Help! Any suggestions for my 4 year old dog fighting for his life?
Originally went to local vet for lethargy, breathing issues and runny nose and notice of tinge of blood in discharge. Put on steroids and multiple antibiotics. Pigment color in one nostril turned pinkish white from black. They weren't sure but thought auto-immune. Couldn't do a biopsy b/c of infection so put on new antibiotic med. 1 1/2 months later, at ER vet b/c vomit was brown. They thought pneumonia, took him back for xray and 30 min later came rushing in w/blood splattered pants and told me he had been bleedidng profusely out of his nose, even throwing up clots. $$$$ spent on CT scan and rhinos copy. Diagnosis w/invasive aspergillosis - already ate away some bone and cartilage in his sinus cavity. Also diagnosed w/pneumonia. Placed on anti fungal med (itraconazole), pain pills, docycline for secondary infection and Chinese herbs to stop bleeding.
Bleeding finally stopped for 2 weeks now but he stopped eating. Learned he had high fever and now he is only taken small dose of steroid to help make him want to eat plus antifungal Med. They had also put him on denamrin b/c his liver numbers are going io due to side effect of anti fungal med. Got him to eat raw food yesterday and actually take his pill but want him to get better! Think he is sick of all his meds! He previously was eating Now kibble and Taste of the Wild. Any suggestions? Tried hot dog (whole foods of course), rice and chicken, soup, steak, grilled chicken, canned dog foods (premium brands, all types), cheese, cream cheese, cottage cheese, ice cream. I've been told the anti fungal is his only fighting chance so the disease does not spread to his brain cavity. The med is a capsule 2xday and so far he will only take in cheese but I need a backup plan b/c finicky now. Also want him to get well and beat these to any holistic advice for what I can do is beyond helpful. I've spent a ton of money thus far and can only manage something at home now.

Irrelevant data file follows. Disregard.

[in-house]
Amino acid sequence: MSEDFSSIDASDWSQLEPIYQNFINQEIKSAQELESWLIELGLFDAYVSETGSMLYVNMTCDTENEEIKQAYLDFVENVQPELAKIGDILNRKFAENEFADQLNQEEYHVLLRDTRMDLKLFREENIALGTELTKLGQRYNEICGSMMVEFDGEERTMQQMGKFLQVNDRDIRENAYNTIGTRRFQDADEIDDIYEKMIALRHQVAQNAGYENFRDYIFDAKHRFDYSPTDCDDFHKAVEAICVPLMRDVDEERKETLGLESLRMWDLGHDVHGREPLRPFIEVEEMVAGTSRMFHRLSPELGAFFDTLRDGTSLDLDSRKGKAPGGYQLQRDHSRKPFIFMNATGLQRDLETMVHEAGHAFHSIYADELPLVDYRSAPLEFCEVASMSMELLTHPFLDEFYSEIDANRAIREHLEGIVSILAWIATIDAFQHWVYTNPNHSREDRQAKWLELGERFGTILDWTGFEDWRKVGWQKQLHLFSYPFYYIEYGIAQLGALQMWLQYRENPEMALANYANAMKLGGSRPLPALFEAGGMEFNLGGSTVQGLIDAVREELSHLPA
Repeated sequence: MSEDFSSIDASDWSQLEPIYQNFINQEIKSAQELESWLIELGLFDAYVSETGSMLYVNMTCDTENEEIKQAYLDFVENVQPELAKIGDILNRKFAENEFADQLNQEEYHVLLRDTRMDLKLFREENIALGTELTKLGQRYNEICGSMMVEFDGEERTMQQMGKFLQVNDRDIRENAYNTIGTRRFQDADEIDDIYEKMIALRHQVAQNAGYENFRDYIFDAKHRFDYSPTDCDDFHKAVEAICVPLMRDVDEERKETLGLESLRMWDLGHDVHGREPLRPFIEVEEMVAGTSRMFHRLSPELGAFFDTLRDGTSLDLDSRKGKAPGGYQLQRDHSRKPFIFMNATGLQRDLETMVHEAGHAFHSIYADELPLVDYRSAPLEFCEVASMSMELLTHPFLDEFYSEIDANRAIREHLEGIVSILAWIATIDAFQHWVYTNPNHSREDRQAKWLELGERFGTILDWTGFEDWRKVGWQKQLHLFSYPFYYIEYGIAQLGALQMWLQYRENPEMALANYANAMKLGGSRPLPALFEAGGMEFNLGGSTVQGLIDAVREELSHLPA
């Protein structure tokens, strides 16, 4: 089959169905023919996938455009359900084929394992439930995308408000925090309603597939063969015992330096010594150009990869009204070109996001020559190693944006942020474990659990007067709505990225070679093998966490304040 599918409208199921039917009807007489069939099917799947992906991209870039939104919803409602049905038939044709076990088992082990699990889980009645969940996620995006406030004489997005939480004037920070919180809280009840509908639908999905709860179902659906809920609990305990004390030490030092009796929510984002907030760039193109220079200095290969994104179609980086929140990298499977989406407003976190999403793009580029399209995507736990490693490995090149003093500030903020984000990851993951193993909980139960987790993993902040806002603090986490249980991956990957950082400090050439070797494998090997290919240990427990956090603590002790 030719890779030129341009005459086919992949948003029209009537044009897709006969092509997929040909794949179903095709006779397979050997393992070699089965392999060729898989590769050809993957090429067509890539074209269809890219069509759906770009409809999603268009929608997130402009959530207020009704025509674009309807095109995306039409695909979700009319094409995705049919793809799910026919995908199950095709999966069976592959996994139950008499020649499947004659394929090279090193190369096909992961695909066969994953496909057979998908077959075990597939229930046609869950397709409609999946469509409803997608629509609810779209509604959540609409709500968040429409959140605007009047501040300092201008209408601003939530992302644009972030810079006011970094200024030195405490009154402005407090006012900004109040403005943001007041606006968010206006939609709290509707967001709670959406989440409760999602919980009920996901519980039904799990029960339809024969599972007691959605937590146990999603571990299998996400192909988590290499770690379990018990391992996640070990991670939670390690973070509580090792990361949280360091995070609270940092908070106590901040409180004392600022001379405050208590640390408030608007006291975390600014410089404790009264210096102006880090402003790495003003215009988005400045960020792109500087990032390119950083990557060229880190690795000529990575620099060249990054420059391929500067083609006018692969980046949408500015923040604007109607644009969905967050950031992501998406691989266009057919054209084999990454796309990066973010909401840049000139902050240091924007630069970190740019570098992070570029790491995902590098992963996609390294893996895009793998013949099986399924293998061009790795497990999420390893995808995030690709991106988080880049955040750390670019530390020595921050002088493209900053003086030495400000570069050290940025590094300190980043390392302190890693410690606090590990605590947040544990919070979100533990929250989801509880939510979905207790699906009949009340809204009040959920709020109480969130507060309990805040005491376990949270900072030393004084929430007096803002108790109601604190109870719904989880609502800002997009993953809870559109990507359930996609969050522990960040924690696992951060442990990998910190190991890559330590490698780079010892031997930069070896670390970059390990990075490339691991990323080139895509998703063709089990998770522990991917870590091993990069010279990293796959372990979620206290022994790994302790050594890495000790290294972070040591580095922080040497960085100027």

Avocado is lethal for birds, so much so that my avian veterinarian has a sign about it in the entry of her offices. This is avocado in ANY form, dip, guacamole, or just a tasty (to us) ripe avocado. Many of us who read this site's helpful tips are caretakers of beloved companion parrots and cockatoos or smaller winged merry-chirps. Let's keep them all happy, healthy and singing.
I'm 70 yrs old & have had animal companions all my life. I've learned to be very careful following the advice on web sites. Cats should not be given Garlic or onion.( they do taste it even in the ears) It can cause digestive upset. Putting Peroxide in an animals ears can cause extreme distress. The bubbling is frightening, especially to a cat.So ids a spray bottle! One of the people that wrote in stated she was putting Garlic & water in a Kittens ears. The poor little kitten's ears were red & peeling from the garlic.Then she switched to Vinegar & water that must have burned terribly, even diluted. Many of the people that read these Blogs simply do NOT have common sense.They can do more harm than good trying to help their animal companions.
I used one of those battery operated toothbrushes to brush my dog's teeth. It worked amazingingly well! You can really get to those hard to reach back places in the dog's mouth.
When you ever go to the pet store to get shampoo or something else for your pet, make sure it does not have any chemicals. If you do not know what things are bad that are on the ingredient list most of them are hard to pronounce so if you see something be sure to look in up on the internet or in some books. These chemicals usually do not work or work for only a short time or increase the discomfort of your pet. Also to new pet owners, before you use a remedy always make sure your pet is not allergic to any of the ingredients.